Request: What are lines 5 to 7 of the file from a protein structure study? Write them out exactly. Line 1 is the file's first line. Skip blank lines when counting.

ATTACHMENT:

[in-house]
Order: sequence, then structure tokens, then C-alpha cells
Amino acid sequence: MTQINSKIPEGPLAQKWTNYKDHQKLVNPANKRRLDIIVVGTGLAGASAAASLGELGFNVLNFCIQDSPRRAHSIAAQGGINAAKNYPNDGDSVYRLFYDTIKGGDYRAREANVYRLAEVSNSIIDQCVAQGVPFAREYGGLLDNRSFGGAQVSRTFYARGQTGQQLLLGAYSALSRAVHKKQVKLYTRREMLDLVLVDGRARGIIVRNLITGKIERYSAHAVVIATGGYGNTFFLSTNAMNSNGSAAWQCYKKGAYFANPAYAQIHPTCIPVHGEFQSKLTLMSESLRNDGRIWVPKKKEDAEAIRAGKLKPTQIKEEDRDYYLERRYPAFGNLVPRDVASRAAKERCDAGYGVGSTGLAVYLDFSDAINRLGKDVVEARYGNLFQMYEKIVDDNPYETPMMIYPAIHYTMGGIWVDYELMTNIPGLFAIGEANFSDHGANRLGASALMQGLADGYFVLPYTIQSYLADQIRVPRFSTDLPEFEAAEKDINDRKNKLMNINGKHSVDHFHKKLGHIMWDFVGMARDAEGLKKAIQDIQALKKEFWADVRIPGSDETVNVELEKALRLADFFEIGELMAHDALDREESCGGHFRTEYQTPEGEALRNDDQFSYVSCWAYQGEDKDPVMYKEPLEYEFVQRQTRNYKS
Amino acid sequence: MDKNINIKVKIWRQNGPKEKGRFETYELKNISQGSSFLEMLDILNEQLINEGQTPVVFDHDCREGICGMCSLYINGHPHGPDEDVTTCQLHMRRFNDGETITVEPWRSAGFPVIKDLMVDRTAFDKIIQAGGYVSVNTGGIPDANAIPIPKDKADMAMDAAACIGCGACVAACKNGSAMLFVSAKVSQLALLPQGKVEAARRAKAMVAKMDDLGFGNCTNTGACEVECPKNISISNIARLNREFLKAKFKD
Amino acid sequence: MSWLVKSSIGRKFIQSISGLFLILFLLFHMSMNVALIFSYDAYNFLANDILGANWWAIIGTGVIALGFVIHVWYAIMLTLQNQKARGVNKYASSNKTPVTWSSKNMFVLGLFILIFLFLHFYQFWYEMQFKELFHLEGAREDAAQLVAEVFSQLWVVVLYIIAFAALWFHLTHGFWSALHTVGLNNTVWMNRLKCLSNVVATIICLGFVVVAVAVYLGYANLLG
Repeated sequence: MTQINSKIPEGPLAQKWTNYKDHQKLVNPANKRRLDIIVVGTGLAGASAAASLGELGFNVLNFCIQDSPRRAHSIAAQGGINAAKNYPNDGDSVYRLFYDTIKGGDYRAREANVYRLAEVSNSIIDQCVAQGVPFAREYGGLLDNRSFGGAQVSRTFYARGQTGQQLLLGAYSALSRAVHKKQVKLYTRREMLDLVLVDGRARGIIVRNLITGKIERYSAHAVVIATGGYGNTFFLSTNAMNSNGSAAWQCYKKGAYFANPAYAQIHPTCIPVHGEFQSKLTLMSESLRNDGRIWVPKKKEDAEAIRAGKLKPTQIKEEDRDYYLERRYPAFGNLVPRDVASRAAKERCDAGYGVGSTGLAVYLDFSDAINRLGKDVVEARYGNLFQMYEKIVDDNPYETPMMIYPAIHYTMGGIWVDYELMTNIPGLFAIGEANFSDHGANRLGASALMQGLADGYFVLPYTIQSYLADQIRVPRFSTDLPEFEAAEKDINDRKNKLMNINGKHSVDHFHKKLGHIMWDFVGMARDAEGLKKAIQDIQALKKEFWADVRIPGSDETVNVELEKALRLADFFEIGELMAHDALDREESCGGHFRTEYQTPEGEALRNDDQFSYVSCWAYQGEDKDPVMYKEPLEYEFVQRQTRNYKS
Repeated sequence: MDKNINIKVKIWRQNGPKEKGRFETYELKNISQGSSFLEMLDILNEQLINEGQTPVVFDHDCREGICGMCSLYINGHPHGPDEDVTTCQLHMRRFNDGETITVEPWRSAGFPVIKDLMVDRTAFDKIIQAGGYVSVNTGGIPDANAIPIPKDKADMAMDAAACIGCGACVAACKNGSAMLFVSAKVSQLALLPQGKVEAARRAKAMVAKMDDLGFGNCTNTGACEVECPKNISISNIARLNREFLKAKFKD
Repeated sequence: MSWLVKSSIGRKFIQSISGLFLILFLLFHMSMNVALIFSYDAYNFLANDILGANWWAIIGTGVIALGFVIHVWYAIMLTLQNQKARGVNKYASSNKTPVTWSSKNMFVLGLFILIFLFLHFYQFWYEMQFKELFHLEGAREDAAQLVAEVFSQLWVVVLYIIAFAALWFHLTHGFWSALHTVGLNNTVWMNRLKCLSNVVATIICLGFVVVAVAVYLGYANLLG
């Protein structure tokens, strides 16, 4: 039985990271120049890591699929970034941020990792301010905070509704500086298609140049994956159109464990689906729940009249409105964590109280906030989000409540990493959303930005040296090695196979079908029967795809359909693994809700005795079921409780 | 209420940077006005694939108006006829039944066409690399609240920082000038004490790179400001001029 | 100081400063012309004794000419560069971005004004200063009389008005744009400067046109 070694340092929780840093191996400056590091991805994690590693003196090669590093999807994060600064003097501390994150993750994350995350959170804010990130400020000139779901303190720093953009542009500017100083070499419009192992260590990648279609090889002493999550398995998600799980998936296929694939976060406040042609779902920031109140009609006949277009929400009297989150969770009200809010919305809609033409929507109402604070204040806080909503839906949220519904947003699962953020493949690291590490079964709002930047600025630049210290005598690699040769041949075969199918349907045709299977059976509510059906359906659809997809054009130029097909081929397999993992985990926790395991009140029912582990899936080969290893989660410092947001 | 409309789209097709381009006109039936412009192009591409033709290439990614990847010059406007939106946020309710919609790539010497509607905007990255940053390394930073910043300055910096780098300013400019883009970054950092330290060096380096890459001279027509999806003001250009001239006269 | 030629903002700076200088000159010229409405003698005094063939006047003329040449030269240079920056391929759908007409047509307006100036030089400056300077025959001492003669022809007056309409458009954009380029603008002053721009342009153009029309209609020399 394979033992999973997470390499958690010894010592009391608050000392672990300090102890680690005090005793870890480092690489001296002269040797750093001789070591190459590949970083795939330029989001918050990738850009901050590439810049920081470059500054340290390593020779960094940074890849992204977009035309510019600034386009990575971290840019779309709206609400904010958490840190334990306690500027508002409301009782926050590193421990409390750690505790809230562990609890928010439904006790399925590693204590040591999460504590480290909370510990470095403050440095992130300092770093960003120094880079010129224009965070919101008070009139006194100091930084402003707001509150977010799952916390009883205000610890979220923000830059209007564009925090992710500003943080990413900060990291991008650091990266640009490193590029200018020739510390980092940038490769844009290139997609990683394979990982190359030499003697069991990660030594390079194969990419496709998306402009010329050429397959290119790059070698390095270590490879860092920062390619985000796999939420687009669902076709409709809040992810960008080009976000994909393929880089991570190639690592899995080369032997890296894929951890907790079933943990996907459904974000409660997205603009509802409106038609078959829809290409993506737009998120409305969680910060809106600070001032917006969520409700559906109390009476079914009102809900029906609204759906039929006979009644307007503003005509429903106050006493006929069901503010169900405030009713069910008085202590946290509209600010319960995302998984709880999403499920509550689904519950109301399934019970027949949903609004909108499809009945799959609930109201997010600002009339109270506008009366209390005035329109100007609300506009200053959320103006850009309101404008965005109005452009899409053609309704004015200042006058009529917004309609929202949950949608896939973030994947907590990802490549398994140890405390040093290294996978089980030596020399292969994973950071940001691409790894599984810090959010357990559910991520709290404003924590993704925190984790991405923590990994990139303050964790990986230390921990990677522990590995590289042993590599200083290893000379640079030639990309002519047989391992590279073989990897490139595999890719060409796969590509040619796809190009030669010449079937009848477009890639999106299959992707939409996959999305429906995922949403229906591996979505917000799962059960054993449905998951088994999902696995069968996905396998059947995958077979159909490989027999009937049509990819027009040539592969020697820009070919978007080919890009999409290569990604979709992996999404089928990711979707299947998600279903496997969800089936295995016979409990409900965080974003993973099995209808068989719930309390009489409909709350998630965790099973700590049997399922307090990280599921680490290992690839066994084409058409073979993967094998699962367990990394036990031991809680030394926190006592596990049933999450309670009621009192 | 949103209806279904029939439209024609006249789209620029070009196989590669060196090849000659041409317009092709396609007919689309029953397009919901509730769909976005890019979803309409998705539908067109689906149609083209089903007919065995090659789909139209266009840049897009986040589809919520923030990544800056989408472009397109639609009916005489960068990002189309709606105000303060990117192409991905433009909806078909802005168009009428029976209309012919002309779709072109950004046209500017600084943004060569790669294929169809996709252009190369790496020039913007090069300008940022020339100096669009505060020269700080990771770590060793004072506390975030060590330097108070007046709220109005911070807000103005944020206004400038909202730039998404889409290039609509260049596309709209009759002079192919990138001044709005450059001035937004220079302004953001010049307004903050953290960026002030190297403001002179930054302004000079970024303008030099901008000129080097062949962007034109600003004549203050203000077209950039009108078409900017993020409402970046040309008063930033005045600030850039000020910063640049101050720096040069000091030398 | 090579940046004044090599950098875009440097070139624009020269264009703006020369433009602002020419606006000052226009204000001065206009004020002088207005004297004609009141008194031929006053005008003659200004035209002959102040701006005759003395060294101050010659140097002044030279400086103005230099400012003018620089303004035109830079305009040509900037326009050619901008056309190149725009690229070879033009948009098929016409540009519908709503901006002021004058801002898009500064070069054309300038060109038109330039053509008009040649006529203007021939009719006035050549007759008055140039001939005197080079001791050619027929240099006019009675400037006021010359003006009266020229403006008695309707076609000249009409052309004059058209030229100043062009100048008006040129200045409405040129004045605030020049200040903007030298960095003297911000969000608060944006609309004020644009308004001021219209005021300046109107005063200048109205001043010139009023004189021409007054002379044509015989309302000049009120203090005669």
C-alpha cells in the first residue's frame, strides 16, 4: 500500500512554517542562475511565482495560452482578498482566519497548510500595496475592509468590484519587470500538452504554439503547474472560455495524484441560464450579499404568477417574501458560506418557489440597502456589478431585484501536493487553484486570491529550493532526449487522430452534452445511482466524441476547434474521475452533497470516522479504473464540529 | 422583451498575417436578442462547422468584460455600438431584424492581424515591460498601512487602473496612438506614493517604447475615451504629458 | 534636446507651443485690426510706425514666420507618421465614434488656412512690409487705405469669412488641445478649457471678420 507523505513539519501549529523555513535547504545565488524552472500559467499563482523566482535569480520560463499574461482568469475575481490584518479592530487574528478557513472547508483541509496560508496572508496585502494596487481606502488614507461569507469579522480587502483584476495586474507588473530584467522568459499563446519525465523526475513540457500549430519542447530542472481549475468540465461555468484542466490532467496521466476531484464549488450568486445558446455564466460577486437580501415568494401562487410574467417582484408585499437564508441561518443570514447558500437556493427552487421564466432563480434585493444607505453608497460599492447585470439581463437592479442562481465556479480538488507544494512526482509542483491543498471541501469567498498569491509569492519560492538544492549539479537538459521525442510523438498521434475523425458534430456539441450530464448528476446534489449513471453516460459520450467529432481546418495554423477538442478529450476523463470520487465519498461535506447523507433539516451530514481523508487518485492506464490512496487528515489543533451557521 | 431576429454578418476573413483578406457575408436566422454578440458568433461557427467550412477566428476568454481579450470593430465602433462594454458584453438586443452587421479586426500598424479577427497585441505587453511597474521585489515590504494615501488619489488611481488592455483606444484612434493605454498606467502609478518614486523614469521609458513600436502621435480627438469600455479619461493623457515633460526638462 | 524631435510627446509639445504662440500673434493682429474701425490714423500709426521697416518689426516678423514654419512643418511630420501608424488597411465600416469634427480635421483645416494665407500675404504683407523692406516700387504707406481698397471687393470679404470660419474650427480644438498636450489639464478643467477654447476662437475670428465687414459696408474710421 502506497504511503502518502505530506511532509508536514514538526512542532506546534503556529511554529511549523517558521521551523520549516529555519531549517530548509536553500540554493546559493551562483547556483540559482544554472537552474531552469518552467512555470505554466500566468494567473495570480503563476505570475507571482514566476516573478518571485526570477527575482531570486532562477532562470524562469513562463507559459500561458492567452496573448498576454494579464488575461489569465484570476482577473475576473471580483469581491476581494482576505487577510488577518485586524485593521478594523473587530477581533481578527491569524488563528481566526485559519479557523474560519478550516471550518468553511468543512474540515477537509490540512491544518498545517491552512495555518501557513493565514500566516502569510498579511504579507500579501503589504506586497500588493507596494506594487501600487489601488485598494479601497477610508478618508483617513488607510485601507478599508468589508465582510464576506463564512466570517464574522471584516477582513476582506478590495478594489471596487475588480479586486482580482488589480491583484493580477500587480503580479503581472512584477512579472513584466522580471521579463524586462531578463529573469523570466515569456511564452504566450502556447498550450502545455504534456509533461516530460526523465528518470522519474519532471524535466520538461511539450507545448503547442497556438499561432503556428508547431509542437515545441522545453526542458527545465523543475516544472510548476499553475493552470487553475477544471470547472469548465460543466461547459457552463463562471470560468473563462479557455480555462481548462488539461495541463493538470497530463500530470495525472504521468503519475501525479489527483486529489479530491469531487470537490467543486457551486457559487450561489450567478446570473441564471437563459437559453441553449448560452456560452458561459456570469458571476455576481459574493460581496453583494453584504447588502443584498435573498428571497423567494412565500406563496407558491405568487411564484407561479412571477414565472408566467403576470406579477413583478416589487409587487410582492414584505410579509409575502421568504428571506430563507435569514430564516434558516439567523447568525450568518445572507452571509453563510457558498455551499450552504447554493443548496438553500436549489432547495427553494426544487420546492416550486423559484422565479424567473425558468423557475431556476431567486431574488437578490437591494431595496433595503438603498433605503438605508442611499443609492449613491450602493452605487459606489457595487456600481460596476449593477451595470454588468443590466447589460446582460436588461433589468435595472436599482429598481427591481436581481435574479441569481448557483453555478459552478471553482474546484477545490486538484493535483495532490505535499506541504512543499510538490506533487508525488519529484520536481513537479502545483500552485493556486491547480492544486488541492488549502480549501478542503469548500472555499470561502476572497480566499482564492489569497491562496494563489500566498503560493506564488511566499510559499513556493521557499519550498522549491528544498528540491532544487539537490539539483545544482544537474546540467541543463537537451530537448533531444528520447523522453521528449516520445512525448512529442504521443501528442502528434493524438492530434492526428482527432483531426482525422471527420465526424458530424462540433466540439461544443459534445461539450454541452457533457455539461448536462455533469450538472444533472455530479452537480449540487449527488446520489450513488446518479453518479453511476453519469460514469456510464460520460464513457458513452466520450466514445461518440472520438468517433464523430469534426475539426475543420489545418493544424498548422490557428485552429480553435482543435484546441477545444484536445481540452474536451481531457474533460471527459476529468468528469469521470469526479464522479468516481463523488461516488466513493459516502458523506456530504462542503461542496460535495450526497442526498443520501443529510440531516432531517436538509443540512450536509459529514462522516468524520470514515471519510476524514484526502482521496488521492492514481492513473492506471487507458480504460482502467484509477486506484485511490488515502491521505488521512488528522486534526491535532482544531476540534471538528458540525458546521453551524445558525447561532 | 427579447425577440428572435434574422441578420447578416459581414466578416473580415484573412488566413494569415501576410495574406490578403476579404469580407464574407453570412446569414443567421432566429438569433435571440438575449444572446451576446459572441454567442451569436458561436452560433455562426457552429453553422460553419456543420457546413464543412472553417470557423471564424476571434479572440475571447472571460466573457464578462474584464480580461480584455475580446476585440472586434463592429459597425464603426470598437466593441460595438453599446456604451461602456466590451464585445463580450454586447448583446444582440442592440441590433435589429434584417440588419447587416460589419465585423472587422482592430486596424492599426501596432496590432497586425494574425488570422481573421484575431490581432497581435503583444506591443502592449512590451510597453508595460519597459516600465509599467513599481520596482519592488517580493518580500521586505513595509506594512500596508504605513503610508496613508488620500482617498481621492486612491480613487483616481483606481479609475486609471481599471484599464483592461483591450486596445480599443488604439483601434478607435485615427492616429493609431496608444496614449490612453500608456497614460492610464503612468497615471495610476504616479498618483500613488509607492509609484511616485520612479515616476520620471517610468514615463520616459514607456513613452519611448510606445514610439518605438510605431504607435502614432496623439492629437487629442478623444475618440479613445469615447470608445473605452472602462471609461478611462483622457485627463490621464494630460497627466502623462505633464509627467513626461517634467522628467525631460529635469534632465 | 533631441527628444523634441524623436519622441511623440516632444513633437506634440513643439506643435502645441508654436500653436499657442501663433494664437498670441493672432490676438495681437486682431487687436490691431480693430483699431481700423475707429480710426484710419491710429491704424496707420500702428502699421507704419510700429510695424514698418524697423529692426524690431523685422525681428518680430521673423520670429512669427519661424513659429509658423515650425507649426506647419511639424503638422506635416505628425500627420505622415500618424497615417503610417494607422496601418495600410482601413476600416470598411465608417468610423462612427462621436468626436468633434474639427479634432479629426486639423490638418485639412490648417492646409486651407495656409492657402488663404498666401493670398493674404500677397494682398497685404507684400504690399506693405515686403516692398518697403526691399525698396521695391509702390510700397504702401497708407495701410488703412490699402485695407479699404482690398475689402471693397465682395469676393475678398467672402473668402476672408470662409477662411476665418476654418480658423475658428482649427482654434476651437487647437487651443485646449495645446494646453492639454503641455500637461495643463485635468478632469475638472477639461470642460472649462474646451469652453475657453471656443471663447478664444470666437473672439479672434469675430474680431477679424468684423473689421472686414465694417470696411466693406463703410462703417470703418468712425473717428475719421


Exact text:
Amino acid sequence: MSWLVKSSIGRKFIQSISGLFLILFLLFHMSMNVALIFSYDAYNFLANDILGANWWAIIGTGVIALGFVIHVWYAIMLTLQNQKARGVNKYASSNKTPVTWSSKNMFVLGLFILIFLFLHFYQFWYEMQFKELFHLEGAREDAAQLVAEVFSQLWVVVLYIIAFAALWFHLTHGFWSALHTVGLNNTVWMNRLKCLSNVVATIICLGFVVVAVAVYLGYANLLG
Repeated sequence: MTQINSKIPEGPLAQKWTNYKDHQKLVNPANKRRLDIIVVGTGLAGASAAASLGELGFNVLNFCIQDSPRRAHSIAAQGGINAAKNYPNDGDSVYRLFYDTIKGGDYRAREANVYRLAEVSNSIIDQCVAQGVPFAREYGGLLDNRSFGGAQVSRTFYARGQTGQQLLLGAYSALSRAVHKKQVKLYTRREMLDLVLVDGRARGIIVRNLITGKIERYSAHAVVIATGGYGNTFFLSTNAMNSNGSAAWQCYKKGAYFANPAYAQIHPTCIPVHGEFQSKLTLMSESLRNDGRIWVPKKKEDAEAIRAGKLKPTQIKEEDRDYYLERRYPAFGNLVPRDVASRAAKERCDAGYGVGSTGLAVYLDFSDAINRLGKDVVEARYGNLFQMYEKIVDDNPYETPMMIYPAIHYTMGGIWVDYELMTNIPGLFAIGEANFSDHGANRLGASALMQGLADGYFVLPYTIQSYLADQIRVPRFSTDLPEFEAAEKDINDRKNKLMNINGKHSVDHFHKKLGHIMWDFVGMARDAEGLKKAIQDIQALKKEFWADVRIPGSDETVNVELEKALRLADFFEIGELMAHDALDREESCGGHFRTEYQTPEGEALRNDDQFSYVSCWAYQGEDKDPVMYKEPLEYEFVQRQTRNYKS
Repeated sequence: MDKNINIKVKIWRQNGPKEKGRFETYELKNISQGSSFLEMLDILNEQLINEGQTPVVFDHDCREGICGMCSLYINGHPHGPDEDVTTCQLHMRRFNDGETITVEPWRSAGFPVIKDLMVDRTAFDKIIQAGGYVSVNTGGIPDANAIPIPKDKADMAMDAAACIGCGACVAACKNGSAMLFVSAKVSQLALLPQGKVEAARRAKAMVAKMDDLGFGNCTNTGACEVECPKNISISNIARLNREFLKAKFKD